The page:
Sunday, May 25, 2008

Sunday, May 25, Rome. Well, today is my last day in Rome and I decided to change things a bit. I awoke later than usual, around 9:30, and caught the bus for Ottavania. I stopped in my trusty internet point and checked my email. Gotta say connected, right? I knew I'd do a bit of walking today and decided that 2 pair of socks was a good bet. It was, and at the end of the day, my tootsies still feel pretty good. Maybe I'm just getting used to walking.

I made my way into a part of town I hadn't been into much. It is an areas called Repubblica. The center of the "Piazza della Republica" is dominated by a large and beautiful fountain with the four bronze statues of the Najadi by Mario Rutelli. One side of the square is large and very old church called Santa Maria degli Angeli is adjacent to Diocletian's Baths. The baths were dedicated in 306 C.E. and remained in service until the first third of the Fifth Century.

On the other side of the square is another church, one that I became very interested in. It is called the Warner Moderno. The interesting about this church is that they, somehow, display images and tell stories that are either in the past, present and even the future. I found that the doors would open at 2:30 p.m. and that I would be able to worship at 4:10 p.m. --- more on this later.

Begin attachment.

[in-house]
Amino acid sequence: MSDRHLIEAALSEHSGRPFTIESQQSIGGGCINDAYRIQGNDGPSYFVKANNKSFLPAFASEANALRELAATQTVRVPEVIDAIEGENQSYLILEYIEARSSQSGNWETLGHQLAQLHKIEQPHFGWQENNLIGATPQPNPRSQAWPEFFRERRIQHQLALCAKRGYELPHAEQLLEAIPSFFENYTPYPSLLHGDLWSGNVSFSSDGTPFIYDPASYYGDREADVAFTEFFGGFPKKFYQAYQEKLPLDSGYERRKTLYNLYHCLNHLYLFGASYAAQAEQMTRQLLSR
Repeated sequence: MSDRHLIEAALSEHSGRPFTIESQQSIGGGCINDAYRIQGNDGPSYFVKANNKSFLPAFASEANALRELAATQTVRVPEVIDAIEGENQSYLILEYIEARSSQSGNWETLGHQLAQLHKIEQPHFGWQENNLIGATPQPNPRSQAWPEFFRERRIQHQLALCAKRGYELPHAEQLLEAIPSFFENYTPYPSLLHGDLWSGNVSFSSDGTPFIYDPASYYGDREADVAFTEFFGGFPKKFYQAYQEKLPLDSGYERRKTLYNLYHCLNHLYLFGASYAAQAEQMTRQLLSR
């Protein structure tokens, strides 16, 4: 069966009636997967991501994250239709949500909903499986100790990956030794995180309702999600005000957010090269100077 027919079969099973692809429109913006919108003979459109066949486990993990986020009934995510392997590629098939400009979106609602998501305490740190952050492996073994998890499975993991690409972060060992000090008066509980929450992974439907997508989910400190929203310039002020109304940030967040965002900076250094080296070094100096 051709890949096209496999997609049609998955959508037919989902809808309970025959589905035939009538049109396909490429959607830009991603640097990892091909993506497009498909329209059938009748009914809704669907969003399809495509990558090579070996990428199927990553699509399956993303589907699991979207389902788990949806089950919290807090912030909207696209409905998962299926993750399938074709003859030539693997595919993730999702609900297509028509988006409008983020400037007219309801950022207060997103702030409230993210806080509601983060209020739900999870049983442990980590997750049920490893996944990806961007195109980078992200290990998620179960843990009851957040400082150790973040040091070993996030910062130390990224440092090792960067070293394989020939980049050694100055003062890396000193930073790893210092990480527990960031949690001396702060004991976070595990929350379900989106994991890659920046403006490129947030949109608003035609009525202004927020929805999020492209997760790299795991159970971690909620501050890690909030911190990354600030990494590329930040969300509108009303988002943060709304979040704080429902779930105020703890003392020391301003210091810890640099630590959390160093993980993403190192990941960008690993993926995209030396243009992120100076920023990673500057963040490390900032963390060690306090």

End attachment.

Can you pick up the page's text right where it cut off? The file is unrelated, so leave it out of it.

I was able to locate the Museum of Science and Planetarium of Rome. It turns out the museum is quite a bit out of city and wasn't on any of the maps I had. I stopped at the tourist information booth at the Roma Termini and was told the museum was at the end of one of the two subway trains that span much of the city. Since I had a 4:10 appointment at the Warner Moderno Church, and it was around 1 p.m., I boarded the subway and headed out there. It was about a 15 minute train ride and then a 10 minute walk to the museum.

The science museum and planetarium are housed in an imposing building. Huge columns boarded the sides as I walked into the door. I was greeted by a "antique" Zeiss Planetarium project. These were very popular in planetariums. Using a word like "antique" when talking about a plentarium projector that was built in the 1920's or 30's is a bit of a stretch when here in Rome. The one on display is the same projector in grew up on at the Griffith Planetarium and Observatory in Los Angeles. While these are no longer in use, it is hard to find a well-preserved one. The one in Rome is very nice and all original. I was told it was given to Rome after World War II by the German government as a gesture of friendship. I thoroughly enjoyed my visit to the planetarium and science museum.

So, by now it was close to 3 p.m. and time to my way back to the Repubblica Metro stop. If you recall, I had an appointment to worship at the Warner Moderno Church -- more like a Cathedral really -- at 4:10. I arrived there a bit early, around 3:35, and had a snack. I paid my 5.50 Euro fee to gain entry and entered the viewing chamber precisely at 4 p.m. At 4:10 the images began to display on the wall. They were images of the past, 10 feet high and 15 feet wide -- more or less. The images began to tell a story of events which had happened in 1957. Again, given that I was in Rome, these are very ancient images, but they told the story in exact detail -- there was even color and sound.

So, I sat back and enjoyed...

Indiana Jones and the Kingdom of the Crystal Skull.

It so nice to end a week in Rome with a religious experience! Si?